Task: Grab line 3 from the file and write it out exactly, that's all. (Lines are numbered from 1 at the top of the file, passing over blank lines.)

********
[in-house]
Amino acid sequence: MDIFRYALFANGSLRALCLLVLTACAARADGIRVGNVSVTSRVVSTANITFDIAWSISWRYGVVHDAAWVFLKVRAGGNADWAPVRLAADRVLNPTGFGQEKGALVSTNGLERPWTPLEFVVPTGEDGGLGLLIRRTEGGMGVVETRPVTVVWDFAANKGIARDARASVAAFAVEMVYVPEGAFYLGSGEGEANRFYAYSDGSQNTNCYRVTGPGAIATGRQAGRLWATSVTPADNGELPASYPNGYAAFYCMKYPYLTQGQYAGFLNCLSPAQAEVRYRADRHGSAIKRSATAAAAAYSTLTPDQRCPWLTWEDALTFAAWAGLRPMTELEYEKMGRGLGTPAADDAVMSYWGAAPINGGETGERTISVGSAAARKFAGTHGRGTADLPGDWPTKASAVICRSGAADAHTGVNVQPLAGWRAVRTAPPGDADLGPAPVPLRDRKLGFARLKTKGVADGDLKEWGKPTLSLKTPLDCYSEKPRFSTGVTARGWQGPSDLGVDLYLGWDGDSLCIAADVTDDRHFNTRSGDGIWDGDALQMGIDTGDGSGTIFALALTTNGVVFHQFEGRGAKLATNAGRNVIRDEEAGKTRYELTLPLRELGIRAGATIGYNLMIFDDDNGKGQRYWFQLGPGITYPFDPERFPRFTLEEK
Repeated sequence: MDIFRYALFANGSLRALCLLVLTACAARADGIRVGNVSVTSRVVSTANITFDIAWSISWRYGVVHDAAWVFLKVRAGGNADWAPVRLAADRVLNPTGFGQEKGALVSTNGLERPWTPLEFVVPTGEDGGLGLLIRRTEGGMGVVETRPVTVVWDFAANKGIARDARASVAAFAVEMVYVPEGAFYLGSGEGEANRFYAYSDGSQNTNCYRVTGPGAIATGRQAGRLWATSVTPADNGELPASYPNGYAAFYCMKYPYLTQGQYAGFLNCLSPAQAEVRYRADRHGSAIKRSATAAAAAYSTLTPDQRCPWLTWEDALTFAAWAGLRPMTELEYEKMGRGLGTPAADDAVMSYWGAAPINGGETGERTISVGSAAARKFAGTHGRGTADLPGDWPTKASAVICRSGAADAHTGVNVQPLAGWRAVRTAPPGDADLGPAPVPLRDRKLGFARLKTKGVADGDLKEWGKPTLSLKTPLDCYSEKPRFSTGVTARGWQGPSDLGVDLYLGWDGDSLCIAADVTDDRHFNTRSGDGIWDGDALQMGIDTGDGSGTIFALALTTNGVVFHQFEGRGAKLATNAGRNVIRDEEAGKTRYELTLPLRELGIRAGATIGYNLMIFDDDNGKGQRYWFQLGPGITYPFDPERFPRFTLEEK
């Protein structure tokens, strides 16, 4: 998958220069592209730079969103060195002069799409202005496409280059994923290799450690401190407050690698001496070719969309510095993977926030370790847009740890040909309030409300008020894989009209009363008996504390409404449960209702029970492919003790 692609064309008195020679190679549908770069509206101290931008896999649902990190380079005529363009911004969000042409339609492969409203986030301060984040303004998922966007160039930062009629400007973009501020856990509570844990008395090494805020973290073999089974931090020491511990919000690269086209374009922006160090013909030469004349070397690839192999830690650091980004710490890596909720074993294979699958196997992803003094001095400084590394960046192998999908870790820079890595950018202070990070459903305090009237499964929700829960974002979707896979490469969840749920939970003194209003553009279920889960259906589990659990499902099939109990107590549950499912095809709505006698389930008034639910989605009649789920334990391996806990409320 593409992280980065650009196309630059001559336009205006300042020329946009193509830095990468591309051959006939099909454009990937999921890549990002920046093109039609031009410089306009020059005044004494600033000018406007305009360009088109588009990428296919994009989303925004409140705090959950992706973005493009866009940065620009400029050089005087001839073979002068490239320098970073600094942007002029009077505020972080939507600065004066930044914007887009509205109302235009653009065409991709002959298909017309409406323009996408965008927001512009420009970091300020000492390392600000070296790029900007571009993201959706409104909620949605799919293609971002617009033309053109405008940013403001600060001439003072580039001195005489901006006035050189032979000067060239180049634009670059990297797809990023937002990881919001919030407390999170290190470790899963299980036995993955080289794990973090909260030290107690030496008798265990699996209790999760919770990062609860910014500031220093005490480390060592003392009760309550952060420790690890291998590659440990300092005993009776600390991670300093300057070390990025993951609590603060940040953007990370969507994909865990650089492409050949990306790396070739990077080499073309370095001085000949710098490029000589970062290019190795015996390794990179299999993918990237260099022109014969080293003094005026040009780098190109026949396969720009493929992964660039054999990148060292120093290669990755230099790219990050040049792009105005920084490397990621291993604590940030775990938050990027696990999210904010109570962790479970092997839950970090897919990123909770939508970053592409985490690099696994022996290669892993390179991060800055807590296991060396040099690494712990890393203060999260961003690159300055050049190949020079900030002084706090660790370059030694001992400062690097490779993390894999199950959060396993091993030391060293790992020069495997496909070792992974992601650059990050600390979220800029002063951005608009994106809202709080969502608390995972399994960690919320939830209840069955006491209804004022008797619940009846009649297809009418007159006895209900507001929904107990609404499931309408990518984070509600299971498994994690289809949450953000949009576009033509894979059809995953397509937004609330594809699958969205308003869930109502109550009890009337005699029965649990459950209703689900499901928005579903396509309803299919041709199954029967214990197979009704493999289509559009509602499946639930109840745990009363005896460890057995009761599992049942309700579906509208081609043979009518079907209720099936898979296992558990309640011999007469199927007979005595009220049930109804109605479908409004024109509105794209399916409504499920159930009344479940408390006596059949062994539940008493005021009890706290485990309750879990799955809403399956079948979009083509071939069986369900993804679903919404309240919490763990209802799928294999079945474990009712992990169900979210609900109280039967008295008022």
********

Repeated sequence: MDIFRYALFANGSLRALCLLVLTACAARADGIRVGNVSVTSRVVSTANITFDIAWSISWRYGVVHDAAWVFLKVRAGGNADWAPVRLAADRVLNPTGFGQEKGALVSTNGLERPWTPLEFVVPTGEDGGLGLLIRRTEGGMGVVETRPVTVVWDFAANKGIARDARASVAAFAVEMVYVPEGAFYLGSGEGEANRFYAYSDGSQNTNCYRVTGPGAIATGRQAGRLWATSVTPADNGELPASYPNGYAAFYCMKYPYLTQGQYAGFLNCLSPAQAEVRYRADRHGSAIKRSATAAAAAYSTLTPDQRCPWLTWEDALTFAAWAGLRPMTELEYEKMGRGLGTPAADDAVMSYWGAAPINGGETGERTISVGSAAARKFAGTHGRGTADLPGDWPTKASAVICRSGAADAHTGVNVQPLAGWRAVRTAPPGDADLGPAPVPLRDRKLGFARLKTKGVADGDLKEWGKPTLSLKTPLDCYSEKPRFSTGVTARGWQGPSDLGVDLYLGWDGDSLCIAADVTDDRHFNTRSGDGIWDGDALQMGIDTGDGSGTIFALALTTNGVVFHQFEGRGAKLATNAGRNVIRDEEAGKTRYELTLPLRELGIRAGATIGYNLMIFDDDNGKGQRYWFQLGPGITYPFDPERFPRFTLEEK